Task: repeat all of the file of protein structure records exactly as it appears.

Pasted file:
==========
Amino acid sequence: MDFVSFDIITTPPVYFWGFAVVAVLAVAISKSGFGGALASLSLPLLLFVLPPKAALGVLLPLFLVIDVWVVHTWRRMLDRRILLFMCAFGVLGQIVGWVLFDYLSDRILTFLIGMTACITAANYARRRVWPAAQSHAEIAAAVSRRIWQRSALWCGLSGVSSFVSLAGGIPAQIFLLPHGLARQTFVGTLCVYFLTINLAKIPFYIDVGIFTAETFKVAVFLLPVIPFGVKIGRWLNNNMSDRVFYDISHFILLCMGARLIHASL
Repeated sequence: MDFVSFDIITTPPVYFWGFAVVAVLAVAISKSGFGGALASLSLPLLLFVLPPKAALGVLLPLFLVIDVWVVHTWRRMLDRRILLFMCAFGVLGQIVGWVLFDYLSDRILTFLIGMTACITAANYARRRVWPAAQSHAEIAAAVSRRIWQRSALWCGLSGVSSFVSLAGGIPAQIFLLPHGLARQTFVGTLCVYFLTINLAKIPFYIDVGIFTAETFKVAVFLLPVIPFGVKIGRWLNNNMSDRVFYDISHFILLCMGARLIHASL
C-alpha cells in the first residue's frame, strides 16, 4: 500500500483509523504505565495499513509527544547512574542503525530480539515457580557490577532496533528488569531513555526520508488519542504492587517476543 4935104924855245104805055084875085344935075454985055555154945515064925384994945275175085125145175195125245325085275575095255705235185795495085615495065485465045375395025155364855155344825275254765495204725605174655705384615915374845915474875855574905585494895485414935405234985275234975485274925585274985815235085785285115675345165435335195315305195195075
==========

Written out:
Amino acid sequence: MDFVSFDIITTPPVYFWGFAVVAVLAVAISKSGFGGALASLSLPLLLFVLPPKAALGVLLPLFLVIDVWVVHTWRRMLDRRILLFMCAFGVLGQIVGWVLFDYLSDRILTFLIGMTACITAANYARRRVWPAAQSHAEIAAAVSRRIWQRSALWCGLSGVSSFVSLAGGIPAQIFLLPHGLARQTFVGTLCVYFLTINLAKIPFYIDVGIFTAETFKVAVFLLPVIPFGVKIGRWLNNNMSDRVFYDISHFILLCMGARLIHASL
Repeated sequence: MDFVSFDIITTPPVYFWGFAVVAVLAVAISKSGFGGALASLSLPLLLFVLPPKAALGVLLPLFLVIDVWVVHTWRRMLDRRILLFMCAFGVLGQIVGWVLFDYLSDRILTFLIGMTACITAANYARRRVWPAAQSHAEIAAAVSRRIWQRSALWCGLSGVSSFVSLAGGIPAQIFLLPHGLARQTFVGTLCVYFLTINLAKIPFYIDVGIFTAETFKVAVFLLPVIPFGVKIGRWLNNNMSDRVFYDISHFILLCMGARLIHASL
C-alpha cells in the first residue's frame, strides 16, 4: 500500500483509523504505565495499513509527544547512574542503525530480539515457580557490577532496533528488569531513555526520508488519542504492587517476543 4935104924855245104805055084875085344935075454985055555154945515064925384994945275175085125145175195125245325085275575095255705235185795495085615495065485465045375395025155364855155344825275254765495204725605174655705384615915374845915474875855574905585494895485414935405234985275234975485274925585274985815235085785285115675345165435335195315305195195075